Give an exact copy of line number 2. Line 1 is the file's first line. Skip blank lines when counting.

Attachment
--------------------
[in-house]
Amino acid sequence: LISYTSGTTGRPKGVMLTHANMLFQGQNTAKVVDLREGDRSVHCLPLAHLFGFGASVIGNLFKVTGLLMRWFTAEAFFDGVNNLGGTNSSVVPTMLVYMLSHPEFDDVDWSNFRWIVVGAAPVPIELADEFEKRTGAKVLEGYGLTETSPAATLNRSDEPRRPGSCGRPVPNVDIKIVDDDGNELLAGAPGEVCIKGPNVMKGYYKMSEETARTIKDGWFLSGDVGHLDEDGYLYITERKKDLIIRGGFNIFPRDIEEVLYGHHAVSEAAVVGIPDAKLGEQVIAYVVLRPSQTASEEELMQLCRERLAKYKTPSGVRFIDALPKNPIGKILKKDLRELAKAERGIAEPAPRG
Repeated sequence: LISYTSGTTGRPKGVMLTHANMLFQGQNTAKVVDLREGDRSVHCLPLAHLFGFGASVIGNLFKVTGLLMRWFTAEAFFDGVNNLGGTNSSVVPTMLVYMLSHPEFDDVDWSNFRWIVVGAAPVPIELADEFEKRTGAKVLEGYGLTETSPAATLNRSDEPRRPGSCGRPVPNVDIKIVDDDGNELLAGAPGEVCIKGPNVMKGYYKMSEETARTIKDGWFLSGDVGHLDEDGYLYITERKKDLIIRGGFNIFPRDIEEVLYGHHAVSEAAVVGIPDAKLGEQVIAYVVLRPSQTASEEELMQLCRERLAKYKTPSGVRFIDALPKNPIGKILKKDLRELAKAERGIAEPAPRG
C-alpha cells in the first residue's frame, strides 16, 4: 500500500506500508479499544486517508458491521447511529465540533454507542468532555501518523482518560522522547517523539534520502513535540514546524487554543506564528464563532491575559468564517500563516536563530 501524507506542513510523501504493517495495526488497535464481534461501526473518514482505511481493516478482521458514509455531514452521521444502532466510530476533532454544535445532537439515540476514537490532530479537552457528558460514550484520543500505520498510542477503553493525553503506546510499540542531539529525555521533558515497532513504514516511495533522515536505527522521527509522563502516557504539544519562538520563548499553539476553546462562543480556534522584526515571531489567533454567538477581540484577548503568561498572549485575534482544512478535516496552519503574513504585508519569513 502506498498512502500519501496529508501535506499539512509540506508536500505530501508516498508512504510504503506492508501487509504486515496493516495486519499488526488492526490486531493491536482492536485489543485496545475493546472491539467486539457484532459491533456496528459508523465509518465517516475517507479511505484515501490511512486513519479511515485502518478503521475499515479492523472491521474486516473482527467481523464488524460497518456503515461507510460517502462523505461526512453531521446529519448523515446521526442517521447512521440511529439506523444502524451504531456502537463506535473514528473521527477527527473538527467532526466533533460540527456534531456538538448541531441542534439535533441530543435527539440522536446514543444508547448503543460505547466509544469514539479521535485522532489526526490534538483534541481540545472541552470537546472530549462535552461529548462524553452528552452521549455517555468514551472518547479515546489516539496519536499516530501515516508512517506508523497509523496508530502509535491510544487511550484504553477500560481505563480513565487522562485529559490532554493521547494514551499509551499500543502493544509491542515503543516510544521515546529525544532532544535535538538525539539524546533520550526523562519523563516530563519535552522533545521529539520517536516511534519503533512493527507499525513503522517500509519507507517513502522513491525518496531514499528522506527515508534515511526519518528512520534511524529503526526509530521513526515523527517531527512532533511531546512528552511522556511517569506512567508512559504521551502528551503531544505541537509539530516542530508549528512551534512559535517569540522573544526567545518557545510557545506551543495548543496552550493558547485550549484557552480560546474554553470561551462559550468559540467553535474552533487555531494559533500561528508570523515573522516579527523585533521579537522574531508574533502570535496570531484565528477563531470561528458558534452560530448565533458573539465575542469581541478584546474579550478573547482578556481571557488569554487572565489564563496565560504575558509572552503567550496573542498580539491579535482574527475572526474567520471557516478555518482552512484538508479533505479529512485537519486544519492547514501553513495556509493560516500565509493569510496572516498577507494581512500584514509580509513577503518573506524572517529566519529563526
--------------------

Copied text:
Amino acid sequence: LISYTSGTTGRPKGVMLTHANMLFQGQNTAKVVDLREGDRSVHCLPLAHLFGFGASVIGNLFKVTGLLMRWFTAEAFFDGVNNLGGTNSSVVPTMLVYMLSHPEFDDVDWSNFRWIVVGAAPVPIELADEFEKRTGAKVLEGYGLTETSPAATLNRSDEPRRPGSCGRPVPNVDIKIVDDDGNELLAGAPGEVCIKGPNVMKGYYKMSEETARTIKDGWFLSGDVGHLDEDGYLYITERKKDLIIRGGFNIFPRDIEEVLYGHHAVSEAAVVGIPDAKLGEQVIAYVVLRPSQTASEEELMQLCRERLAKYKTPSGVRFIDALPKNPIGKILKKDLRELAKAERGIAEPAPRG